NHK has learned that Japan has had at least 3 child casualties caused by passenger seat air bags during accidents since 2013.
In February of this year a mini-car rammed into a utility pole in Osaka City. It was going about 30 kilometers per hour. The crash caused air bags to inflate, strongly impacting a 3-year-old girl who was sitting in the passenger seat. She was killed.
Police in Fukushima Prefecture told NHK that in 2013, a car collided with a roadside fence pillar at a speed of 30 to 40 kilometers per hour. A 6-year-old boy in the passenger seat was killed when the air bag activated by the crash crushed his neck.
The mother of the boy was in the backseat of the car at the time of the accident. She said she let him sit in the passenger seat as he insisted on watching a DVD on the car navigation screen. She regretted it, saying she should have seated him in the back.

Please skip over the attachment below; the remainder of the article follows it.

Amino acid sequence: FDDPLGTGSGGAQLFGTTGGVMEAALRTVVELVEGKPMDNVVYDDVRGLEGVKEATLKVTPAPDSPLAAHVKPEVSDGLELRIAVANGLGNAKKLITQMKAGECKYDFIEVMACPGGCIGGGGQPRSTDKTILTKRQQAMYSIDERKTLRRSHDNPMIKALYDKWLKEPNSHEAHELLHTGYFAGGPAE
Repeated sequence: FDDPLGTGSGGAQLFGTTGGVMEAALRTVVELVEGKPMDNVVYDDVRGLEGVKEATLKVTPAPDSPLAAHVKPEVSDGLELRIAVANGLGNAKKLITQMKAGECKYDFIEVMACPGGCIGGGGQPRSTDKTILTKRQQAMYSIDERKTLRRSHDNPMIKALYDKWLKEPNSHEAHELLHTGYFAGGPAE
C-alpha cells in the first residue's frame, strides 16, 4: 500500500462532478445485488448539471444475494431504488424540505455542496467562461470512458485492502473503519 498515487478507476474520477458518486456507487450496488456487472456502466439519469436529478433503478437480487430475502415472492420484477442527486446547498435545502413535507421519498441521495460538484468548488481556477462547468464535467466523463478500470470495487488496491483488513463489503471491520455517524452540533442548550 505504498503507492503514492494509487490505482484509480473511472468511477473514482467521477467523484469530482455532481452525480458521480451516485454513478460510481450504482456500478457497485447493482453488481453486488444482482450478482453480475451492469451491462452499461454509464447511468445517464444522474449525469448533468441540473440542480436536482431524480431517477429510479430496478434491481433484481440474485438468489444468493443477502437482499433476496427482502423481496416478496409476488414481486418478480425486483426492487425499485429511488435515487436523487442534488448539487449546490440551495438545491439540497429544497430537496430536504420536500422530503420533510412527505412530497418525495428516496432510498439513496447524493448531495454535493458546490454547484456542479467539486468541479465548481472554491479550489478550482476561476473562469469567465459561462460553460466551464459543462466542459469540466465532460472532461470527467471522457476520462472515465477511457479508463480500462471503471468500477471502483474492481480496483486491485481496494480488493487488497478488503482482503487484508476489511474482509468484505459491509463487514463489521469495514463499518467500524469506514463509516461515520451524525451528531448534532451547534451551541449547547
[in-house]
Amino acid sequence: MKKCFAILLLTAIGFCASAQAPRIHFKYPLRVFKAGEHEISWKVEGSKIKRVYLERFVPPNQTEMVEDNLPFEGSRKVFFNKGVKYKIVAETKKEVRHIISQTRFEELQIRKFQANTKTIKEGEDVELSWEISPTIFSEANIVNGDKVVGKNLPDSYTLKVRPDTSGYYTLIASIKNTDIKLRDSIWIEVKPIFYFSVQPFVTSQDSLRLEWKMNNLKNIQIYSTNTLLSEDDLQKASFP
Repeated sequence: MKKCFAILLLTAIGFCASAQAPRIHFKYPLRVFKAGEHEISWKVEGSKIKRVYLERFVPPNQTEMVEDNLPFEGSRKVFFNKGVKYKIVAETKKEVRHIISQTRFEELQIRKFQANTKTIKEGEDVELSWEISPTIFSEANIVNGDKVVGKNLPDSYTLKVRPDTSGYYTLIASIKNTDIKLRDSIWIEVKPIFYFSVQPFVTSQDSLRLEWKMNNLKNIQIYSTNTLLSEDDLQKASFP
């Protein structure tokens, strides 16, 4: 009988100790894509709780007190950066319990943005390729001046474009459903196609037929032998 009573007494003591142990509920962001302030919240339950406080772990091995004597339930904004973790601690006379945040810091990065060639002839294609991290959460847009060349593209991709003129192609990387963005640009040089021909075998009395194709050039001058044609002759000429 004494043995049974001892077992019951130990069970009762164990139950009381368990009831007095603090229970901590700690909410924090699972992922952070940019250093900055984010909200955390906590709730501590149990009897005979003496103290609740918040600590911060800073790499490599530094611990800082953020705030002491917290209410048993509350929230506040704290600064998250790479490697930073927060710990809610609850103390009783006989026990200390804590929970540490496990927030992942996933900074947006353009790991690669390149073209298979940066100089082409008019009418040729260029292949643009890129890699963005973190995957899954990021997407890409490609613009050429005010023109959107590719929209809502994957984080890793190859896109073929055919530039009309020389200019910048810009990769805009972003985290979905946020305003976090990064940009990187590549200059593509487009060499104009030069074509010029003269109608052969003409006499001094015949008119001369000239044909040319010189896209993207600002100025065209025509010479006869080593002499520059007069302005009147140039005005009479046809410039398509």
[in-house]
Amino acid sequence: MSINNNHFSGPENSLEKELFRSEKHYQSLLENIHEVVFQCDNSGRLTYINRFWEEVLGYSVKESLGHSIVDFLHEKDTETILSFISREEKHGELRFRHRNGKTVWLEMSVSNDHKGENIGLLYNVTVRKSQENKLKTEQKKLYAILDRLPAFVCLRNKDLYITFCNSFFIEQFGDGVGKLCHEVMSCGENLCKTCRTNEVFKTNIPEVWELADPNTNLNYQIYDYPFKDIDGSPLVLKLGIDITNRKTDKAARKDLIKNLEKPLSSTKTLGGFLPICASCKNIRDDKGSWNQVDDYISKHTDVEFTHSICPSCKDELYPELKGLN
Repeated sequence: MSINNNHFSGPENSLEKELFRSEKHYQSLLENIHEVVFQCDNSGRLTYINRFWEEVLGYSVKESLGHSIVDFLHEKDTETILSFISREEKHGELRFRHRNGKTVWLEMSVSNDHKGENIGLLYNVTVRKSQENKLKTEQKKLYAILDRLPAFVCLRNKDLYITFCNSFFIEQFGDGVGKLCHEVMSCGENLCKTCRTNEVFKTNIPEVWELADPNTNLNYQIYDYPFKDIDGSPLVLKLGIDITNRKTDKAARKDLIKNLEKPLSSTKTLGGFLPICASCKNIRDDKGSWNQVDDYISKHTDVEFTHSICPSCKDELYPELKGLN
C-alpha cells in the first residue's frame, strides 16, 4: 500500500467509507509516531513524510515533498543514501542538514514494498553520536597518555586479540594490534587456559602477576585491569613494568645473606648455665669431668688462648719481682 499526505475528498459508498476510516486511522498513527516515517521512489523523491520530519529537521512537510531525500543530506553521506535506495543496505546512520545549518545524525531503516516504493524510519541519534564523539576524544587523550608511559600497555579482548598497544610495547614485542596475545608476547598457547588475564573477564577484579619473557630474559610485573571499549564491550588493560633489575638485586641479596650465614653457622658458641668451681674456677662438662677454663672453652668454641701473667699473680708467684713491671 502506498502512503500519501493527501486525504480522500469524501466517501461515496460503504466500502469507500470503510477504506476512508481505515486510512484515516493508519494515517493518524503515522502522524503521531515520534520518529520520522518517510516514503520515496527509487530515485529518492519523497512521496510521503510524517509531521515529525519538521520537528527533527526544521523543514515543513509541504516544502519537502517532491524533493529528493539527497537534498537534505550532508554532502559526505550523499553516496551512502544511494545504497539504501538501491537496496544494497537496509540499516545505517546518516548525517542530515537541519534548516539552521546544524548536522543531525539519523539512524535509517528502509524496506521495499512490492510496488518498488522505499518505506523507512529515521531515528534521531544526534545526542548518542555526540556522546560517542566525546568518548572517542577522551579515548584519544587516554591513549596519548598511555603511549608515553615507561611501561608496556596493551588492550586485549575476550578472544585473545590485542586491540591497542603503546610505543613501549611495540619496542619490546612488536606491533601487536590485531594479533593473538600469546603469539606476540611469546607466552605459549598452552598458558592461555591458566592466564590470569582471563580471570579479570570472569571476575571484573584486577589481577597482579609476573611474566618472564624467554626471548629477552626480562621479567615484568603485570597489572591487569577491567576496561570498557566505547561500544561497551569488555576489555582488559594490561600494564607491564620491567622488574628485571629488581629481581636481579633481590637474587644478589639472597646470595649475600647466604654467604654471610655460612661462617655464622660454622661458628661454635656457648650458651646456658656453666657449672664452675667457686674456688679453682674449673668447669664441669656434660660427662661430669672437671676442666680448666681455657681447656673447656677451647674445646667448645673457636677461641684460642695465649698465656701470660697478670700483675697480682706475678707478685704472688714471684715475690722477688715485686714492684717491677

Also in 2013, a mini-car rear-ended another vehicle in Kumamoto Prefecture. An air bag struck a baby sitting in a safety seat fitted to the passenger side. The baby suffered a broken skull.
An official of Japan Automobile Federation, Yoshihisa Ono, said air bags inflate at a speed of 100 to 300 kilometers per hour and that the impact of the inflation is said to be as strong as a punch of a professional boxer.
Ono called on parents to seat their children in backseats.
Source and image: NHK